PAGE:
Given the social catastrophe being caused by an uncontrolled pandemic, there are significant calls to increasing vaccine production. At present, 30.5 million doses have been administered across 43 countries, of which 36 belong to rich-income countries. The United States has seen close to ten million vaccines given, according to a state-by-state tally by Bloomberg and the CDC. The UK has given 2.84 million doses, reaching 4.19 per 100 people so far. The EU began its vaccine rollout on December 27. As of January 11, only Denmark has managed to give 2 percent of its population at least one dose.
China’s Sinovac and the UK’s AstraZeneca have submitted applications for their respective vaccines to the WHO for evaluation and licensure across the EU. Currently, Pfizer and Moderna have received approval. Yet, both of the latest newcomers have demonstrated mixed results, making their efficacy challenging to interpret.
Meanwhile, efforts are underway to begin research in addressing the origin of the SARS-CoV-2 coronavirus that causes COVID-19. After WHO Director-General Tedros Adhanom Ghebreyesus expressed his disappointment for last week’s failure by Chinese officials to grant final permission to an international team of researchers to enter the country and begin their investigation into the origins of the SARS-CoV-2 virus, the Associated Press reported that these experts would arrive on Thursday in Wuhan and meet with their Chinese counterparts.
In an attempt to control the narrative, in a public relations maneuver, foreign ministry spokesperson Zhao Lijian, after finally approving the visit, hailed it as an opportunity “to exchange views with Chinese scientists and medical experts on scientific cooperation on the tracing of the origin of the new coronavirus.” Though the country has managed to stem new domestic transmission cases through rigorous public health initiatives, a rise in new infections of COVID-19 in the Hebei province surrounding Beijing has prompted health authorities to impose recent lockdowns.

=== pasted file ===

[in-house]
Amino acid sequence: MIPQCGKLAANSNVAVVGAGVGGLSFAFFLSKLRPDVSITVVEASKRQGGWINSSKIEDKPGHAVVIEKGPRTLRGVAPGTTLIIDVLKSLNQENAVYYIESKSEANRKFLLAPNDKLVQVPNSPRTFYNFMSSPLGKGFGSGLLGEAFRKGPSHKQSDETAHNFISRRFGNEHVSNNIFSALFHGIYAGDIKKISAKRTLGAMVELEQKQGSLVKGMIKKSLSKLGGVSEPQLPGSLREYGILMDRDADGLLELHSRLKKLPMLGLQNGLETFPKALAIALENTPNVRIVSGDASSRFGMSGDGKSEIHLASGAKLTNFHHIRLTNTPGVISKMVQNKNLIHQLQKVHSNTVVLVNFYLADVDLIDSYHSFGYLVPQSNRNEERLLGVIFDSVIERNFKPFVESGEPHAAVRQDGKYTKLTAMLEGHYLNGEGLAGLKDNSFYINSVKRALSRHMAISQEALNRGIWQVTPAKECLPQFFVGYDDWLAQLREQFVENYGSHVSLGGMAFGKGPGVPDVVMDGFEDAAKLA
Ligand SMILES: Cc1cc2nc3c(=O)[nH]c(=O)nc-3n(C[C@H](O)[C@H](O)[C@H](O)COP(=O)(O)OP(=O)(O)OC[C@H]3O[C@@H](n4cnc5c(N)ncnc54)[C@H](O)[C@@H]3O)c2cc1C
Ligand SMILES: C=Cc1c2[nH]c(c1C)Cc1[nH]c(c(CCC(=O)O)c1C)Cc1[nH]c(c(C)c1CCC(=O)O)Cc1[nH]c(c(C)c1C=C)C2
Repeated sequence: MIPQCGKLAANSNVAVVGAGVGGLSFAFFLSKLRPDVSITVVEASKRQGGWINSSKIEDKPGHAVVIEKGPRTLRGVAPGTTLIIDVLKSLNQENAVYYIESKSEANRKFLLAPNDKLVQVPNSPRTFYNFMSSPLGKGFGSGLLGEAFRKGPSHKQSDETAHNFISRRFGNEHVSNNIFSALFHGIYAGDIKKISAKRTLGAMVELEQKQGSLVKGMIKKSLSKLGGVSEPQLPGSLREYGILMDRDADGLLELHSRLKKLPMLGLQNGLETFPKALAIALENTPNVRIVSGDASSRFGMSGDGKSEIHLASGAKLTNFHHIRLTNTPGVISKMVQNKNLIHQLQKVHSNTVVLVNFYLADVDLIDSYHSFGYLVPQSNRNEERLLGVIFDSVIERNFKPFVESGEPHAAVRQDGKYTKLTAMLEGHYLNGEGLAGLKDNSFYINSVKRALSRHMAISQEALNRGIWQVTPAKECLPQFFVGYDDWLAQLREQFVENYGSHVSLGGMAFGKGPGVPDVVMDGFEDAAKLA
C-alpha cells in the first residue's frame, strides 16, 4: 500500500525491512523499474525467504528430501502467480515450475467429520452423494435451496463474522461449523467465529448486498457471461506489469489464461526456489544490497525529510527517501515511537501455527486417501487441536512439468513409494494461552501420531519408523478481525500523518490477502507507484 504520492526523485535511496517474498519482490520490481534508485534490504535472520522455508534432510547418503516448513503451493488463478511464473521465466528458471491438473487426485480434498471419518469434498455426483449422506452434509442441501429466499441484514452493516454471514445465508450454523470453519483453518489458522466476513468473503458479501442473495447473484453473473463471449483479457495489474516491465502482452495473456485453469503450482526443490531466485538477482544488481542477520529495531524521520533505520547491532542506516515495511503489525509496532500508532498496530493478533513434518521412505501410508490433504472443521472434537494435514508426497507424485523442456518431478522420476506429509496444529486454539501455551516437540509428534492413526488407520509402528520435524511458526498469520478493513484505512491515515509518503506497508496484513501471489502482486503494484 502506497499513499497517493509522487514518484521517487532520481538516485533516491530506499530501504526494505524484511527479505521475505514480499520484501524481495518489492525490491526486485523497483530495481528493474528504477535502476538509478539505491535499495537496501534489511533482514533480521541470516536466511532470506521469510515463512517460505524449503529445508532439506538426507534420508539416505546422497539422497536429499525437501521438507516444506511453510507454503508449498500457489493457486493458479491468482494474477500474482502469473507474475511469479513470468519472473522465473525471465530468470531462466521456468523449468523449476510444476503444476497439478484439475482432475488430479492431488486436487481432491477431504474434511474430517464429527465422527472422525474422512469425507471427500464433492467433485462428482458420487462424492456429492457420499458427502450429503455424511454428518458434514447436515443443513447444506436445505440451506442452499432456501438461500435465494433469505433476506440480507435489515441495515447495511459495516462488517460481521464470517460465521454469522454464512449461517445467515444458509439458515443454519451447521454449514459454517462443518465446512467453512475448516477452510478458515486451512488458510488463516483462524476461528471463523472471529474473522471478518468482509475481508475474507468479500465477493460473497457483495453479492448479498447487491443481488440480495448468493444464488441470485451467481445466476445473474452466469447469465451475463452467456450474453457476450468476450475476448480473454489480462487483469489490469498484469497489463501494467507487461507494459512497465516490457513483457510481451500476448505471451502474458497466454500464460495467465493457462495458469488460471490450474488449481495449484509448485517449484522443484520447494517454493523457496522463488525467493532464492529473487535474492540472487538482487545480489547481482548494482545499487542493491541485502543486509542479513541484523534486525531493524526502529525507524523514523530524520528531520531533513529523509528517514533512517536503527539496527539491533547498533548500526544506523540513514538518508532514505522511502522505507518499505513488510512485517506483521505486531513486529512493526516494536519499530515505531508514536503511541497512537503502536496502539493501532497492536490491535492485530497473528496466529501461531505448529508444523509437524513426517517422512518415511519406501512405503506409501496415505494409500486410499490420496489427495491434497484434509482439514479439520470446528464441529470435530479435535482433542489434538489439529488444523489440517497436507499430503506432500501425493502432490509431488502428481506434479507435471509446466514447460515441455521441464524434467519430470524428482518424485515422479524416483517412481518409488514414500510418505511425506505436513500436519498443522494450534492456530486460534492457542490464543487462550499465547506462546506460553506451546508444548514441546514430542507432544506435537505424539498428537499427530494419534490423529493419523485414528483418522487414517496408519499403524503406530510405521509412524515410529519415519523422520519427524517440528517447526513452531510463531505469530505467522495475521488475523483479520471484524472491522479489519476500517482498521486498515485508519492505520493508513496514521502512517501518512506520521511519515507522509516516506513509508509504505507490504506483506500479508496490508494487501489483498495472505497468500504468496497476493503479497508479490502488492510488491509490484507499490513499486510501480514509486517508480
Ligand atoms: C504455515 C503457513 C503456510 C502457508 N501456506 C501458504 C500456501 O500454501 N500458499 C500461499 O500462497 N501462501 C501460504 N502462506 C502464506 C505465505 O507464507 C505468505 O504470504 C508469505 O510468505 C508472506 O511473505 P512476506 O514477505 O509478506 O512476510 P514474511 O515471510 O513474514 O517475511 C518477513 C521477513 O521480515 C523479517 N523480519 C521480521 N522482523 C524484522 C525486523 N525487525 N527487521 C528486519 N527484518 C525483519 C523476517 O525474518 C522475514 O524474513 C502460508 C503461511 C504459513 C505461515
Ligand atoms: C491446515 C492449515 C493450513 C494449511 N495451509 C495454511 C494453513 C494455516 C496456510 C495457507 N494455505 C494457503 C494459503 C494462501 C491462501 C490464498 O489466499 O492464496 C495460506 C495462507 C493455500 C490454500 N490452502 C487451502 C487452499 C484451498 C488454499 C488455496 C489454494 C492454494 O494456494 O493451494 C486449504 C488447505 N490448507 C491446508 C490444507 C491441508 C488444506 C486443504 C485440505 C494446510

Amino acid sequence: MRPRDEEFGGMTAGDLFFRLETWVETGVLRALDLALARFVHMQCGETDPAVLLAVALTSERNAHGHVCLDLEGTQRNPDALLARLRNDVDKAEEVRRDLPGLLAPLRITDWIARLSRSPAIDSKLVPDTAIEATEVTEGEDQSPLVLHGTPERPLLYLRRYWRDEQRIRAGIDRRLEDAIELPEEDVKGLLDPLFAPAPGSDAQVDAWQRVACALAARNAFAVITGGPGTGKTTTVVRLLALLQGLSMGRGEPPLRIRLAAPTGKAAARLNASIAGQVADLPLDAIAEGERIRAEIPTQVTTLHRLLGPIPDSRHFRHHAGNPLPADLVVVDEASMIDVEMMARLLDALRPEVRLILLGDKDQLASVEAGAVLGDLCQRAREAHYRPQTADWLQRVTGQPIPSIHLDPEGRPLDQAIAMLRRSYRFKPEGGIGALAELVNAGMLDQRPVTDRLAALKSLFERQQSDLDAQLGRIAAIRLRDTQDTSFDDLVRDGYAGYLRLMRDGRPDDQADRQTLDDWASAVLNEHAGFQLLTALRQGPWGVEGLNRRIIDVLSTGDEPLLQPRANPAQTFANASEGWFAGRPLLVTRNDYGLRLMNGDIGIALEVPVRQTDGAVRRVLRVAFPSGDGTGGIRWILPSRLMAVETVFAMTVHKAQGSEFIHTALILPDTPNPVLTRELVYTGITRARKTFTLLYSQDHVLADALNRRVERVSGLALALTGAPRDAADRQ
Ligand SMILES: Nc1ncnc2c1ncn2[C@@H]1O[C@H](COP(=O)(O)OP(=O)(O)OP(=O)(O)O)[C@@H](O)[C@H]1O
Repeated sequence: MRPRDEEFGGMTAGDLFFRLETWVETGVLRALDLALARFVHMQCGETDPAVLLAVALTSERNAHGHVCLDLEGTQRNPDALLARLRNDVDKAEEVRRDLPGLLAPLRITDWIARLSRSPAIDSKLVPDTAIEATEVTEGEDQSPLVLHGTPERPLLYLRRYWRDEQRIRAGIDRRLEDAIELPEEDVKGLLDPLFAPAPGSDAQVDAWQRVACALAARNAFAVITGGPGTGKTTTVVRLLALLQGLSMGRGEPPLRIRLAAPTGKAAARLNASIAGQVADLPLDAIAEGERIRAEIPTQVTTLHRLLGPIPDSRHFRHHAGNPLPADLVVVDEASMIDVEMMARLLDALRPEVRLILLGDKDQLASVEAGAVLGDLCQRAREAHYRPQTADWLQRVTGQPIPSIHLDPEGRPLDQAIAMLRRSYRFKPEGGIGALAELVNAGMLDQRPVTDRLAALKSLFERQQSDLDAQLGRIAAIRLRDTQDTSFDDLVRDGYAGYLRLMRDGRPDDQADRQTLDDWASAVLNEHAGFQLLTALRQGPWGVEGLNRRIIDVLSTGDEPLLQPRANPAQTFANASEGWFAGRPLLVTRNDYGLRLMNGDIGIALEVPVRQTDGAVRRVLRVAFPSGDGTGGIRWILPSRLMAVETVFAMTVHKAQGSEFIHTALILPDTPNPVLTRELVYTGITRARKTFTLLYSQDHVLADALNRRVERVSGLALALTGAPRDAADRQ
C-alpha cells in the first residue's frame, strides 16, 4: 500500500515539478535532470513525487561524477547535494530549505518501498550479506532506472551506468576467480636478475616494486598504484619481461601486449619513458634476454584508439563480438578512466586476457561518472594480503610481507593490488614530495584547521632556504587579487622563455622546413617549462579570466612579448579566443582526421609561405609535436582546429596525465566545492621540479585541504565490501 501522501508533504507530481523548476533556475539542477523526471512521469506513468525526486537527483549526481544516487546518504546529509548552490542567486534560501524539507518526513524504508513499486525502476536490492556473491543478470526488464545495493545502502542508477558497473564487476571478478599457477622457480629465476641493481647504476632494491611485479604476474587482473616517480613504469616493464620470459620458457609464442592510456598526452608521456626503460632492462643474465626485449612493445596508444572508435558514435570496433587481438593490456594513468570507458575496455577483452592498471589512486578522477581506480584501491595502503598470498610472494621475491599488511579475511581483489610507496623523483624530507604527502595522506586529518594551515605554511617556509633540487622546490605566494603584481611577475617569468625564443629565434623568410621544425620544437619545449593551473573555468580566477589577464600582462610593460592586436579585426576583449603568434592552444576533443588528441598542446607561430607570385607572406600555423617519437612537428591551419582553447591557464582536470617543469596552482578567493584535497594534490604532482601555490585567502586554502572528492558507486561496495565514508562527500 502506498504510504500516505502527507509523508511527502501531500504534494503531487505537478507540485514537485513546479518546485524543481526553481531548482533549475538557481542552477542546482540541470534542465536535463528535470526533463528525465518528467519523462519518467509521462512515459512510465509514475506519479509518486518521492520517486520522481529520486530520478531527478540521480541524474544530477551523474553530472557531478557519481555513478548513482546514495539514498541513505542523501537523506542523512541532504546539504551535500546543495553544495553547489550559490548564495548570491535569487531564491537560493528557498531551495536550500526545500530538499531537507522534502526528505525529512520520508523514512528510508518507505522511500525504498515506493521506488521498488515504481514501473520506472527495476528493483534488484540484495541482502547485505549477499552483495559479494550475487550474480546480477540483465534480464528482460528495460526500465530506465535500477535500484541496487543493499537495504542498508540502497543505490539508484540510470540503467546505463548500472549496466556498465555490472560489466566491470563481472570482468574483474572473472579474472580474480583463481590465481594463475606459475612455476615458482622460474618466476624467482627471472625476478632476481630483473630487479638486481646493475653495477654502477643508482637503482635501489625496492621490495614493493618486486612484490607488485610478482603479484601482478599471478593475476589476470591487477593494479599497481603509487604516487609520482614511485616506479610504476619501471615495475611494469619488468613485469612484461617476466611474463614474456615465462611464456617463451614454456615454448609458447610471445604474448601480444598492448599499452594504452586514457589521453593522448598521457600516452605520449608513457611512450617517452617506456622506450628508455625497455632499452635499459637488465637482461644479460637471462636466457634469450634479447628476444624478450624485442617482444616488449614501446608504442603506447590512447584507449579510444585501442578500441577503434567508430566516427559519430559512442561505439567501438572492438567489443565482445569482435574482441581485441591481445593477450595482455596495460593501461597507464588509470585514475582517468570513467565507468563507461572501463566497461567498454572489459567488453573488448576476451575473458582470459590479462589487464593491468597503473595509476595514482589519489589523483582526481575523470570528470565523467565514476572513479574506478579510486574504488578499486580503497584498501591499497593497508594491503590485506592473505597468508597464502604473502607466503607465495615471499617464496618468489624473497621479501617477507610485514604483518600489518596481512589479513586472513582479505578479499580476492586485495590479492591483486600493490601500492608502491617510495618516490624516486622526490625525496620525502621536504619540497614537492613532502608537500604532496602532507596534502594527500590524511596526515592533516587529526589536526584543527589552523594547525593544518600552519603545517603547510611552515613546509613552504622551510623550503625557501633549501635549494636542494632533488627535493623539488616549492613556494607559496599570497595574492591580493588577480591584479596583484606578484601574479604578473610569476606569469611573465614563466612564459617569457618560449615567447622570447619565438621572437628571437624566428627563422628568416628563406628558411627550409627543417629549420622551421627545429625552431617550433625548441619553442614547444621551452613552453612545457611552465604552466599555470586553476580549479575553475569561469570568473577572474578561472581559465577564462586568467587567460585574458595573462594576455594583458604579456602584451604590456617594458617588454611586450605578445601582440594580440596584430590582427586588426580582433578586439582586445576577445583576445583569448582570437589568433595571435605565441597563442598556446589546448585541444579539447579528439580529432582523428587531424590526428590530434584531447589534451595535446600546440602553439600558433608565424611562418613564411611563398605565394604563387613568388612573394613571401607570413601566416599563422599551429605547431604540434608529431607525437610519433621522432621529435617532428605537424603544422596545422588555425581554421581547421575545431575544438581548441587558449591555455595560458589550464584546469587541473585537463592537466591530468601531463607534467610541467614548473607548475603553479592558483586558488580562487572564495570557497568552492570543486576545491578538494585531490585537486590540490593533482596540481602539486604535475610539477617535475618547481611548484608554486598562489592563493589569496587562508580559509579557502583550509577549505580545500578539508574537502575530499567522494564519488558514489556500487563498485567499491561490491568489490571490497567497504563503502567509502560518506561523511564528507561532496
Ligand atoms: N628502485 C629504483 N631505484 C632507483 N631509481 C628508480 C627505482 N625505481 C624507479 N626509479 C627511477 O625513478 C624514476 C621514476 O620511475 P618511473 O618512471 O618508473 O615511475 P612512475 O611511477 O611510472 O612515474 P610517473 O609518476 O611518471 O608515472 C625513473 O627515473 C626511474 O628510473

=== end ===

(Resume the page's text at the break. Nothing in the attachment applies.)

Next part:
Citizens in Shijiazhuang, Hebei’s capital, have been barred from leaving, and public transports have been shut down. Health officials in Langfang City, located approximately 56 kilometers south of Beijing, have told its nearly 5 million residents to remain home for the next seven days.
According to Reuters, it had been more than five months since 127 cases had been reported on July 30 that a series of new infections began to surface in the port city of Dalian in Liaoning in mid-December. As of January 10, there have been 85 new local cases of COVID-19, of which 82 were in Hebei. The National Health Commission indicated there had been 18 imported infections. Still, Chinese authorities are scrambling to oversee emergency planning as it attempts to dissuade traveling during the Lunar New Year.